Creative Computers, Improvisation and Intimacy

Young, Michael W.. 2009. Creative Computers, Improvisation and Intimacy. Dagstuhl Seminar Proceedings(09291), pp. 1-7. [Article]

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Abstract or Description

Autonomous musical machine partners, live algorithms, are able to collaborate with human improvisers on an equal footing. Adaptability can be a significant factor in human/machine interaction in this context. Intimacy is an additional factor; intimacy might be achieved if human and machine performers can adapt to each other and learn from one another. Previously associated in computer music with ideas of embodiment and HCI, intimacy as more widely understood, refers to the interpersonal process enjoyed between individuals, in which personal self-disclosure finds validation through a partner's response. Real intimacies are learned over time, not designed, and are based upon an evident reciprocity and emergent mutuality. In the context of musical expression, a social rather than a biological/technological discourse can be applied to live algorithms with a capacity for learning. This possibility is explored with reference to the author's various improvisation/composition systems including au(or)a, piano_prosthesis, and oboe_prosthesis.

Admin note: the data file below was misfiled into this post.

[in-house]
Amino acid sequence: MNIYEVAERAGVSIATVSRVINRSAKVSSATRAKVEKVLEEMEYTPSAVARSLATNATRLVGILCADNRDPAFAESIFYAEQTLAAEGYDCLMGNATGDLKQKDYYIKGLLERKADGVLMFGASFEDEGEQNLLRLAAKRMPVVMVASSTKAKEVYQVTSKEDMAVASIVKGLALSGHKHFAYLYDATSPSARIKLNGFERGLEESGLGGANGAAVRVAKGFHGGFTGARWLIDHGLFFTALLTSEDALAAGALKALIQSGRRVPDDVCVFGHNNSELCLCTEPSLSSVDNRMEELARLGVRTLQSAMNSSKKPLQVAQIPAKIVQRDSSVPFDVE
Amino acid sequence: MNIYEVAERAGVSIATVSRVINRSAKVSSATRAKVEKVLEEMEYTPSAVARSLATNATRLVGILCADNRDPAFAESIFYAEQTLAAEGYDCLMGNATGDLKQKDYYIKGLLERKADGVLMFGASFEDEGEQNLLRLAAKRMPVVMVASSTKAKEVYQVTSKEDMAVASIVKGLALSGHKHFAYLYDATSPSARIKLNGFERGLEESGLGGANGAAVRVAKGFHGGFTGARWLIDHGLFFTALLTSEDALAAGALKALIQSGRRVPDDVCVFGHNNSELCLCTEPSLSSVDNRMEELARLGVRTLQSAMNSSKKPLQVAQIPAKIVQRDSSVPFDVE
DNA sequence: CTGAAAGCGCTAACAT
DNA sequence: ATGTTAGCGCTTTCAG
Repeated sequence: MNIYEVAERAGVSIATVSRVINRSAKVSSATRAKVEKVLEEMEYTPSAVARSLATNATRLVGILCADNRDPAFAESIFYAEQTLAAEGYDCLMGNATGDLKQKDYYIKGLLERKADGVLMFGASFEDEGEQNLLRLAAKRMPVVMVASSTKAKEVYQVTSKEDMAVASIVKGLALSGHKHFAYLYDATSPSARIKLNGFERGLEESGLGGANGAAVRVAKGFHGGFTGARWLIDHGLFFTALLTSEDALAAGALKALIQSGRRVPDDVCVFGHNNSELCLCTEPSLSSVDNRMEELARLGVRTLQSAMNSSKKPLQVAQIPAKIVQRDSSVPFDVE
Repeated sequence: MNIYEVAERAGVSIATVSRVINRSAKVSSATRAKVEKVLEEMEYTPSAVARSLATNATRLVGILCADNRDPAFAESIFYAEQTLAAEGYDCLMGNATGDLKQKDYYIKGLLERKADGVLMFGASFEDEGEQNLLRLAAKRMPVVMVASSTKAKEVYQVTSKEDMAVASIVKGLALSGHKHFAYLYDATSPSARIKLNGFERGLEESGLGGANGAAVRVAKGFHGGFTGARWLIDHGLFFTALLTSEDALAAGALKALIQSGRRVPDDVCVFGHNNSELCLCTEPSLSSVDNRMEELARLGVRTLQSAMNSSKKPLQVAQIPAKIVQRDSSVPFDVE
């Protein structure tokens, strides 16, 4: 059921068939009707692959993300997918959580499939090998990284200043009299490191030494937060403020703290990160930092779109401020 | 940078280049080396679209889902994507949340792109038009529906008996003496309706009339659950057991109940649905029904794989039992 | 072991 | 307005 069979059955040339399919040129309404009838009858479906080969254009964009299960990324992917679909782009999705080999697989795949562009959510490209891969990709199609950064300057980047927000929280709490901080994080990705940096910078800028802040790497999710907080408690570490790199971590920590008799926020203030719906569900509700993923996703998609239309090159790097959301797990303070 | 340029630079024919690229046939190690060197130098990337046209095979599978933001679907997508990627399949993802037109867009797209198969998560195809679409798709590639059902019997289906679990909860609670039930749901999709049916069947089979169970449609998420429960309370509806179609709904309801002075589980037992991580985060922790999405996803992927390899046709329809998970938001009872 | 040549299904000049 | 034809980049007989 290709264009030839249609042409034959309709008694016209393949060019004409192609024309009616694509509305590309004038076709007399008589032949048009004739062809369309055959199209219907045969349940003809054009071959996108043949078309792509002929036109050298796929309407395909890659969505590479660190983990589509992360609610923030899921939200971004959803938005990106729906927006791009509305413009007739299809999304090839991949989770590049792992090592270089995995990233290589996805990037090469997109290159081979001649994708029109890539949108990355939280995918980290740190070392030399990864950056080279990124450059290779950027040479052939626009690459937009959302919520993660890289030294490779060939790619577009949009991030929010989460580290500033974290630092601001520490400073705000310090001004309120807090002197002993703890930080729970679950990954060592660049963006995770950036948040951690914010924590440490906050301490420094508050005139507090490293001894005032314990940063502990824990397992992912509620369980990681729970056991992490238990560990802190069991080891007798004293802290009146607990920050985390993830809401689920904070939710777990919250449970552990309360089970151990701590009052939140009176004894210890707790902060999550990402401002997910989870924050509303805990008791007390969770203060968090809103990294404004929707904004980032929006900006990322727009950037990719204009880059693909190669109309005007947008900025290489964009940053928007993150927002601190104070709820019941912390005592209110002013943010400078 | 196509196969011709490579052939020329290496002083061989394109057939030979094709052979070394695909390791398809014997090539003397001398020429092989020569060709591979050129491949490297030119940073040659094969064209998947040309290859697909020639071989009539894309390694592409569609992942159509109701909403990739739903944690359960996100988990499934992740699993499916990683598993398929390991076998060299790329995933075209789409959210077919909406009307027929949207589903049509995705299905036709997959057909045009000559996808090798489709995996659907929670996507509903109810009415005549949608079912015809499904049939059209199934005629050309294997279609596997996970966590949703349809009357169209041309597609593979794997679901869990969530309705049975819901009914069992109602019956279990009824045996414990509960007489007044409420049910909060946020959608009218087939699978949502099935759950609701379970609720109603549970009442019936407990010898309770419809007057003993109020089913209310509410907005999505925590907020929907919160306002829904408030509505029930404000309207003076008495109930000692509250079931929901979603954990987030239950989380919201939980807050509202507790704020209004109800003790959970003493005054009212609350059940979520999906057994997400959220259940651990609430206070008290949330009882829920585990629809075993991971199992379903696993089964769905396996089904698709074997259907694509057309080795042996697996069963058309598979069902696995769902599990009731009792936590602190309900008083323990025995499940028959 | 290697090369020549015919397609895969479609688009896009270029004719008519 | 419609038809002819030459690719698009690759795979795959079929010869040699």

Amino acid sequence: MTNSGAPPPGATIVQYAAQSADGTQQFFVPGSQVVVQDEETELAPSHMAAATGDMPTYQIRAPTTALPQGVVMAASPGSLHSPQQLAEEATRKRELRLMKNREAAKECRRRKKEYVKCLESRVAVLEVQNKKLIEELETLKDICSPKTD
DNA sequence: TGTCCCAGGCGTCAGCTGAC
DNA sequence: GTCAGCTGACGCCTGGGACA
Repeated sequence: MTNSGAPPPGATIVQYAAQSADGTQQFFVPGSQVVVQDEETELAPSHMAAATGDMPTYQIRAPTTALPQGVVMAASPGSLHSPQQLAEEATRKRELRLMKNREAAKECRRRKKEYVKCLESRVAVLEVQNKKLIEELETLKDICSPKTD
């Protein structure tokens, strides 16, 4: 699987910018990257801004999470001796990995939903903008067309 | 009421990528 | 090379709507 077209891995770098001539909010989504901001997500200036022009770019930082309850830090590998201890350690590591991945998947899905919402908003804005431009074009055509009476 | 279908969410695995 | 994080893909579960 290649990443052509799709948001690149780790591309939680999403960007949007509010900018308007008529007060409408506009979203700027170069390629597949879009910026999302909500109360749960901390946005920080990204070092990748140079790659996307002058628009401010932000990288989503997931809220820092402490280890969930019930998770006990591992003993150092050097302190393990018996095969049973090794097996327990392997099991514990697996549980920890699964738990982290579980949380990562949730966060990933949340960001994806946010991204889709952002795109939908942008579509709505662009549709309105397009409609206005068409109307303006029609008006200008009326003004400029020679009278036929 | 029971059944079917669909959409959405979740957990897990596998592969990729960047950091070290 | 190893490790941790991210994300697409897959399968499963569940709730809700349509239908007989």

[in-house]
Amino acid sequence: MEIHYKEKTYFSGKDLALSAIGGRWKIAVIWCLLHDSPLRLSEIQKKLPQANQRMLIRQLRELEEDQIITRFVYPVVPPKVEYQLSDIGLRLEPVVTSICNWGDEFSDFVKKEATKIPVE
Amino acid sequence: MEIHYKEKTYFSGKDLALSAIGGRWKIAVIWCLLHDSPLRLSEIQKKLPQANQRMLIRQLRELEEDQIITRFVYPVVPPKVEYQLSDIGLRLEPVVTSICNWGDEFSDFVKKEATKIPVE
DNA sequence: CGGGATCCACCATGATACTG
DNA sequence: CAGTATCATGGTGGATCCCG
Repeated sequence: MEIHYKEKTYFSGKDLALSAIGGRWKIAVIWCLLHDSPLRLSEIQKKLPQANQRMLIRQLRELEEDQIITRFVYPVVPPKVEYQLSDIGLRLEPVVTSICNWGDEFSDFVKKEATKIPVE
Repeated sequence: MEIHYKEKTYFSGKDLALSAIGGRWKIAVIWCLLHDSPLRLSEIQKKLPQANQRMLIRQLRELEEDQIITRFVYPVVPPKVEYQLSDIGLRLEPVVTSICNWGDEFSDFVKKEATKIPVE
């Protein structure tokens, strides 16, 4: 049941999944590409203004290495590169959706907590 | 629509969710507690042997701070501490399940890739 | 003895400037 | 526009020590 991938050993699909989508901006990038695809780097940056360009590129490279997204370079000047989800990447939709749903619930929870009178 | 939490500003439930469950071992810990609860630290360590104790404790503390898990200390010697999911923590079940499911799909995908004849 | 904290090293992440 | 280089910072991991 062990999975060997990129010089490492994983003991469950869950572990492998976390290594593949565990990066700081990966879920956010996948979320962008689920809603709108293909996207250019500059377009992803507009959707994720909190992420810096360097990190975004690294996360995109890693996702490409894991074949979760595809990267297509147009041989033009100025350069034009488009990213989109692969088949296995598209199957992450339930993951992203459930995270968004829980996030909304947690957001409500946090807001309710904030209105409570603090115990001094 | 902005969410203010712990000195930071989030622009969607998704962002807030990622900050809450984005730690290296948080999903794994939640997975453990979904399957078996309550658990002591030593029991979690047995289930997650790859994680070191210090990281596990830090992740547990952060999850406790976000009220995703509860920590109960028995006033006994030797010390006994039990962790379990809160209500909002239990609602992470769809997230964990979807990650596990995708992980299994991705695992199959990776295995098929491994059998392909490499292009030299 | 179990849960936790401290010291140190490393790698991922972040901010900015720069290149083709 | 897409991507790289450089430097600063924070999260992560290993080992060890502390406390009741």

Item Type:



Computational creativity, improvisation, intimacy, composition, live algorithm, neural network, computer music, adaptation

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Departments, Centres and Research Units:

Music > Unit for Sound Practice Research



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Date Deposited:

23 May 2011 10:02

Last Modified:

29 Apr 2020 15:30

Peer Reviewed:

Yes, this version has been peer-reviewed.


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